Pharmacokinetics Geriatrics 3

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Pharmacokinetics Geriatrics 3
2013-12-08 22:52:02
Pharmacokinetics Geriatrics
Pharmacokinetics Geriatrics 3
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  1. Do Elderly patients have less or more creatinine?
    Less, dut o less muscle mass
  2. What is the CrCl in most elderly adults?
    50-80 ml/min
  3. What is the average CrCl of a nursing home patient?
    40 ml/min
  4. What equation for CrCl is used for elderly adults?
  5. Should you round up to 1 ml/min SCr in elderly?
  6. What is more accurate for elderly adults than CrCl?
  7. What is the decline in GFR from 20-90 years?
  8. Do most package inserts have GFR/dose info?
  9. For medications primarily eliminated by the kidney, what dose adjustment would you expect for an elderly adult with a CrCl of 30-60?
  10. For medications primarily eliminated by the kidney, what dose adjustment would you expect for an elderly adult with a CrCl of 15-30?
  11. For medications primarily eliminated by the kidney, what dose adjustment would you expect for an elderly adult with a CrCl of <15?
  12. Do flouroquinolones need to be adjusted for altered CrCl?
  13. Are antivirals renaly eliminated?
  14. Do H2 antagonists need renal dose adjustments?
  15. Do you need to dose adjust Famotidine in elderly with reduced CrCl?
    Not usually unless very low
  16. Are non-steroidal anti-inflammatories a good choice for older patients?
  17. Is fluconazole safe in older adults with reduced renal function?
    Not usually
  18. What special needs do older patients have for Digoxin treatments?
    Need renal adjustments as they age (most likely will be on it long term)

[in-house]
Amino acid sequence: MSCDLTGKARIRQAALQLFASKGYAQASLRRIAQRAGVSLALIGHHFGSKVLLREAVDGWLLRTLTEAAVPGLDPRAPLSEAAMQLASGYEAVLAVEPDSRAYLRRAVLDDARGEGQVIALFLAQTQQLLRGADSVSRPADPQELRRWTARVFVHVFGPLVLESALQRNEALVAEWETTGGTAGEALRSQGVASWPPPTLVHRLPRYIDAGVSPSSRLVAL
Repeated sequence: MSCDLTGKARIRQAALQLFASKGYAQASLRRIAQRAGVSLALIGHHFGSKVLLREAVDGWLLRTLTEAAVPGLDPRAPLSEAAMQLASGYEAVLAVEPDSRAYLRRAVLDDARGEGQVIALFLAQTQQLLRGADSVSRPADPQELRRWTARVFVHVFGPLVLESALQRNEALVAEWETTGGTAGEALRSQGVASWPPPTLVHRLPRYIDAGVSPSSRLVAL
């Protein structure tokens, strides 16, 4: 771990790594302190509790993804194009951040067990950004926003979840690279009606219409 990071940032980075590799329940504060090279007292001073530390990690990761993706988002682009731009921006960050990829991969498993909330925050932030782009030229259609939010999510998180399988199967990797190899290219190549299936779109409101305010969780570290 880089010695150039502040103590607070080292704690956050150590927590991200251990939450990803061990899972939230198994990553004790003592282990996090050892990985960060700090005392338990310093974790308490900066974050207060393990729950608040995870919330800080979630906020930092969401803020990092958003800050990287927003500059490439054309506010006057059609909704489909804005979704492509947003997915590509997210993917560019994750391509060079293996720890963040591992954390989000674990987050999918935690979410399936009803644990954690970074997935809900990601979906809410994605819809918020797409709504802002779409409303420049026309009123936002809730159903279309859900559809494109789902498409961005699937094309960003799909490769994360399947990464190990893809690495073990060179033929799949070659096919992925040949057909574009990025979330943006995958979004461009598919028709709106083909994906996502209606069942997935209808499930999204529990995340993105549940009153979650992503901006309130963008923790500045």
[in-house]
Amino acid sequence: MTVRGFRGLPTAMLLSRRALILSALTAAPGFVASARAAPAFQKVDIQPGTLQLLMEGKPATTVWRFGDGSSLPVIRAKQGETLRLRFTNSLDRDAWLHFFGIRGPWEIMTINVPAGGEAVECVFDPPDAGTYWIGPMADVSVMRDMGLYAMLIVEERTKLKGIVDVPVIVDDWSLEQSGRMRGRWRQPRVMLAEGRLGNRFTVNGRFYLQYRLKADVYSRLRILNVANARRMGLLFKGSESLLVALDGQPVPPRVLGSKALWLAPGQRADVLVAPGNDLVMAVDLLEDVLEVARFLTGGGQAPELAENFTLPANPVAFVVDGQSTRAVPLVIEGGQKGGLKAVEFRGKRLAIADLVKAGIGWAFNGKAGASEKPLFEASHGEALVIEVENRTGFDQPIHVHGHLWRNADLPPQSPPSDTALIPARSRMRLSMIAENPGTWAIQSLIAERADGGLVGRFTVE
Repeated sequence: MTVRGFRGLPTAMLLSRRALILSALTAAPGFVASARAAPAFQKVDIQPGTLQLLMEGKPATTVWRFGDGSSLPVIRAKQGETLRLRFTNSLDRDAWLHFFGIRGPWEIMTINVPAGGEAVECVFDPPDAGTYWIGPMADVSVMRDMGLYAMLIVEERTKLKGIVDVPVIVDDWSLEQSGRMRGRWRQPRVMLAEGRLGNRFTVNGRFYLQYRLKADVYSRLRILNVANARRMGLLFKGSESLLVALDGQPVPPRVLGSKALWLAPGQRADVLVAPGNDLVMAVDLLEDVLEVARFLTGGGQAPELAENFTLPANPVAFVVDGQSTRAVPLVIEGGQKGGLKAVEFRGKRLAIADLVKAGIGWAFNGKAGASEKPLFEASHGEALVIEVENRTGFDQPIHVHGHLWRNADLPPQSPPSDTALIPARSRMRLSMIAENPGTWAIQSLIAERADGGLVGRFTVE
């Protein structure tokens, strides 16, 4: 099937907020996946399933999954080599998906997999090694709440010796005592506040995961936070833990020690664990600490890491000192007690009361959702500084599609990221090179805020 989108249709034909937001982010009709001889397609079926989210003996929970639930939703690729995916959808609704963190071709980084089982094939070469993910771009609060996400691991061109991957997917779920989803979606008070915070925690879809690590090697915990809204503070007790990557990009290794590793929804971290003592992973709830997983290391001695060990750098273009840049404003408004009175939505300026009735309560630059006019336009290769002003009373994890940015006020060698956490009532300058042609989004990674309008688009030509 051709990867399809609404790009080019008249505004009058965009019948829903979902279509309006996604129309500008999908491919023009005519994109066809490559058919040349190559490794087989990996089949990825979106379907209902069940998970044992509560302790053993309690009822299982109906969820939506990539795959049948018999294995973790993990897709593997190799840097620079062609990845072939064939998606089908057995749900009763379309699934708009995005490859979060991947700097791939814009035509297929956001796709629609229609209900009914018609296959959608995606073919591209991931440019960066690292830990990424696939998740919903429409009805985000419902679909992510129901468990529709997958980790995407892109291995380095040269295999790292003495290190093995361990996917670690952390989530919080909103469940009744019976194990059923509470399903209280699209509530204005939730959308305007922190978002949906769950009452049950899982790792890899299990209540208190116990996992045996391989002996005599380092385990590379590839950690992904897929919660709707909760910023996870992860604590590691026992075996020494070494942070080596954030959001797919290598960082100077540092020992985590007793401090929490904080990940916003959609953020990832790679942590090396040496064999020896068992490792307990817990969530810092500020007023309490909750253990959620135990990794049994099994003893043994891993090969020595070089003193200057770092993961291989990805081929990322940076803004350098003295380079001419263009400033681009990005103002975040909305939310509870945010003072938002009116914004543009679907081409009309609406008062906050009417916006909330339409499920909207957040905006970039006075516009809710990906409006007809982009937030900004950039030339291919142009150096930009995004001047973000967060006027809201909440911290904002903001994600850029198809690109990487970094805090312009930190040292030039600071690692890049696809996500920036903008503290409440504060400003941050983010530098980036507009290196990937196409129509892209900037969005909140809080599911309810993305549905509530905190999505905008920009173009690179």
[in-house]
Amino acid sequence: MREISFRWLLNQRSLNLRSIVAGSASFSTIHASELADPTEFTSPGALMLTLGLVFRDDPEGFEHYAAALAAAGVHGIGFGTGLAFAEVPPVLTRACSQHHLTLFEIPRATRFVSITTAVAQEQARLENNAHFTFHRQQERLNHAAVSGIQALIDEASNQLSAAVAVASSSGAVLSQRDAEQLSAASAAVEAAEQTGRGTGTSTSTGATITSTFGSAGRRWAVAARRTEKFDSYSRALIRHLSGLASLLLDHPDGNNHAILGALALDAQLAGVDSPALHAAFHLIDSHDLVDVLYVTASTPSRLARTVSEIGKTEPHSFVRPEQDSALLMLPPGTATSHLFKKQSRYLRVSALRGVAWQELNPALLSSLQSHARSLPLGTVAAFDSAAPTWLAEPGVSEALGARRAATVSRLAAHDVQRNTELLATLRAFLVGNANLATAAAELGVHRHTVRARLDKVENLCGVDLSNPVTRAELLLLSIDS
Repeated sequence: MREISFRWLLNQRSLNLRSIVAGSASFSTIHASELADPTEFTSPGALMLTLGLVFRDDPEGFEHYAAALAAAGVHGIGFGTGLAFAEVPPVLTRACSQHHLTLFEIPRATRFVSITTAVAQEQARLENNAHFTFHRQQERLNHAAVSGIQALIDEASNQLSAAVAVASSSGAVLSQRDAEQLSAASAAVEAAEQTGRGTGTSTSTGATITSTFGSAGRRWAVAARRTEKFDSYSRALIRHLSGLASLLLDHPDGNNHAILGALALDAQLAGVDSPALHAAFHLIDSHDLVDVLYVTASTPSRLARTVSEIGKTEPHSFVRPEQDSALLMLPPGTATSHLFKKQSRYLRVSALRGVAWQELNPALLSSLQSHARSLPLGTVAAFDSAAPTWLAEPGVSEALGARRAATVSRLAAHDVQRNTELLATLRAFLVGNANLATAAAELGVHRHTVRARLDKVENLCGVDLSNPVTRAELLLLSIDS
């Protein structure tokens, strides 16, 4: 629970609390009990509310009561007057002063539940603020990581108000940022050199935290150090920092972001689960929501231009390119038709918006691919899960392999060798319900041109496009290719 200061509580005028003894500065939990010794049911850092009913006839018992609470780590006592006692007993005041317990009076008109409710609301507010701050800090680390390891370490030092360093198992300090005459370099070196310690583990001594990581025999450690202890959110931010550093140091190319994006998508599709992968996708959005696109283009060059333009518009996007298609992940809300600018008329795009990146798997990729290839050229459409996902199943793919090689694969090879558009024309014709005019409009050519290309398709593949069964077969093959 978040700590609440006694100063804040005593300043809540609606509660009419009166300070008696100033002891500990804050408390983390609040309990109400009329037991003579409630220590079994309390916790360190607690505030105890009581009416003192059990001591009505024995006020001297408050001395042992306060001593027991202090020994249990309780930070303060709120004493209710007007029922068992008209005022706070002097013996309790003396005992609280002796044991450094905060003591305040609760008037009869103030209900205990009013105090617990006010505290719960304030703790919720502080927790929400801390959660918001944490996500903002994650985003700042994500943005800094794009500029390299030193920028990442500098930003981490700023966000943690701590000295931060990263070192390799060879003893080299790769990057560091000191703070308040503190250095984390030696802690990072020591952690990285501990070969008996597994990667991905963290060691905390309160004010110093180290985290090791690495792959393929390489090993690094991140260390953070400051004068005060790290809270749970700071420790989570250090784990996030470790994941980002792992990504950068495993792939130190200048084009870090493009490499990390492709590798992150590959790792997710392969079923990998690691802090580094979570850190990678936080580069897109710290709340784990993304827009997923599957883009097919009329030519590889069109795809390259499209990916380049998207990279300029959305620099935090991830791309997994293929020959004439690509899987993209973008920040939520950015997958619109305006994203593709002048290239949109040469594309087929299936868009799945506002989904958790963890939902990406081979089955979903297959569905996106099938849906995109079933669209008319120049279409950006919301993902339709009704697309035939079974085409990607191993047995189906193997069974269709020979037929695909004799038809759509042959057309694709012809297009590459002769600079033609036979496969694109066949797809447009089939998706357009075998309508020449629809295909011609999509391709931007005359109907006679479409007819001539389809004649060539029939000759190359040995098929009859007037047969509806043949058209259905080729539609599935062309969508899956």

19. What renally eliminated active metabolites need to be considered in elderly patients with reduced renal function?
    Morphine active metabolites, Mepereidine metabolites can cause seizures, Carbamazeptine has an active metabolite
  20. Are older adults less or more sensitive to drug therapies?
  21. How should you deal with sensitivity increase in elderly adults?
    Start low and go slow
  22. What are some of the possible mechanisms for increased drug sensitivity in older adults?
    Changes in number and affinity or receptors, changes in post-receptor alterations, age related impairment of homeostatic mechanisms
  23. Why should you evaluate older adults for BP when both sitting and standing?
    To check for orthostatic hypotension
  24. Are elderly less sensitive to Beta agonists or antagonists?
  25. What changes in effects of CCBs occur with age?
    Increase hypotensive and HR response to CCBs
  26. Are older adults are more or less at risk for developing drug induced QT prolongation/torsades de pointes?
  27. Care there an increased number Cholinergic neurons in the brains of elderly?
  28. What changes in acetylcholinesterase occur in older adults?
  29. What changes in dopamine type 2 receptors occurs in elderly patients?
  30. What changes occur in dopamine and dopaminergic neurons in the substantis nigra of elderly patients?
  31. What is the outcome of CNS changes in elderly adults?
    Alcohol response increase, Increase CNS response to benzodiazepines, Increased analgesic response to opioids, More susceptible to delirium and extraparameteral side effects
  32. What changes in response to acetylcholine blockers in elderly may occur?
    Cause mental confusion, memory impairment and delirium, constipation, BPH, incontinence and glaucoma
  33. You should promote or avoid medications in elderly with anticholinergic side effects?
    Avoid, may cause delirium, etc.
  34. What changes in fluid and electrolytes occur with age?
    Dehydration, hyponatermia, hyperkameia and prernal azotemia, especially with diuretics
  35. Does Glucose tolerance increase or decrease with age?
  36. What changes in response to Anticoagulants occurs in older adults?
    Greater inhibition of Vitamin K dependent clotting factors on warfarin